With your credit, money, and identity at stake, it's essential to take steps to safeguard your information. Let's look at some of the ways in which you may inadvertently make your personal information available to hackers, and how to minimize your exposure.
  • Email and instant messages (IM) Do not give out any personal information or click any links from contacts you don’t recognize. In addition, don’t send information, like credit card numbers, social security numbers, or account usernames and passwords, over email or instant messaging. For tips on how to identify fraudulent email, visit the Customer Education page.
  • Social networking sites Be careful posting your email address, work information, and other significant details on your profile pages. And watch where you click—the message you thought was from a friend could be from a hacker.
  • E-commerce sites If you’re shopping at a website you've never been to before, look for a trustmark, such as the McAfee SECURE1 trustmark, that ensures the website has been scanned and certified as safe. Only sites with the highest level of security can earn the McAfee SECURE trustmark because their sites are scanned daily for potential vulnerabilities. Also, always check to see if the company encrypts, or scrambles, your payment information. You can find out by looking for the lock logo in your browser. You should be able to click this lock logo and verify that the website is legitimate. The website address should also start with "https://" rather than just "http://", indicating that the site uses encryption to keep your information safe.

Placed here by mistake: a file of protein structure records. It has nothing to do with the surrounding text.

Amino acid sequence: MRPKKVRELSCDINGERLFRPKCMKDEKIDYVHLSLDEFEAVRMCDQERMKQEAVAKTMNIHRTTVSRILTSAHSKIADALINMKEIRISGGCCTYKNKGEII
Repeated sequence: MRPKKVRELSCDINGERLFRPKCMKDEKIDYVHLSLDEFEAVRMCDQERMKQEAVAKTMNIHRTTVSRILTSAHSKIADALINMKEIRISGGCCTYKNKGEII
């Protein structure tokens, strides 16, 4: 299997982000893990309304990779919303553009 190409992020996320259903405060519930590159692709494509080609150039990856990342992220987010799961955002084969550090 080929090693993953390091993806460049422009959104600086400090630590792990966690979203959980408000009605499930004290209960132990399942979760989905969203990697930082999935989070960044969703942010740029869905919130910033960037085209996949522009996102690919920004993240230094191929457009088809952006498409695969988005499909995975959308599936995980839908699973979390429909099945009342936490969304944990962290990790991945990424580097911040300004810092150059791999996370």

• Wireless networking Take steps to protect your network by enabling the firewall on your router and using a software firewall.
  • Laptops and removable media Don’t leave your laptop unattended in a conference room or cafe, you’re inviting hackers to steal sensitive information. You also need to be careful about where you leave your removable media, since it could be stolen.

What you can do to protect your computer and your network
  • Use a firewall Firewalls provide an important first line of defense. They stop information on the Internet from getting to your network or computer. If you have a home wireless network, make sure that the firewall on your router is enabled, and use a software firewall to protect your computer.
  • Use comprehensive computer security Because there are a variety of ways in which hackers can access your information, make sure that you use a comprehensive security solution, like AT&T Internet Security Suite powered by McAfee, to safeguard all possible points of entry.
  • Educate yourself Keep up to date about the latest scams and tricks hackers use to get your information so you can avoid potential attacks.
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Identity theft

Here are a few easy things you can do to help prevent identity theft:
  • Destroy documents before discarding them.
  • Check your credit reports from all 3 of the major credit reporting agencies at least once a year.
  • Carefully read all communications from utility companies and credit companies.
  • Avoid emailing personal or financial information, and only use secure websites.
  • Be careful about disclosing personal information over the phone.
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Links to more information

Learn more about how we protect your data.
For more information, see the AT&T Privacy and Security policy.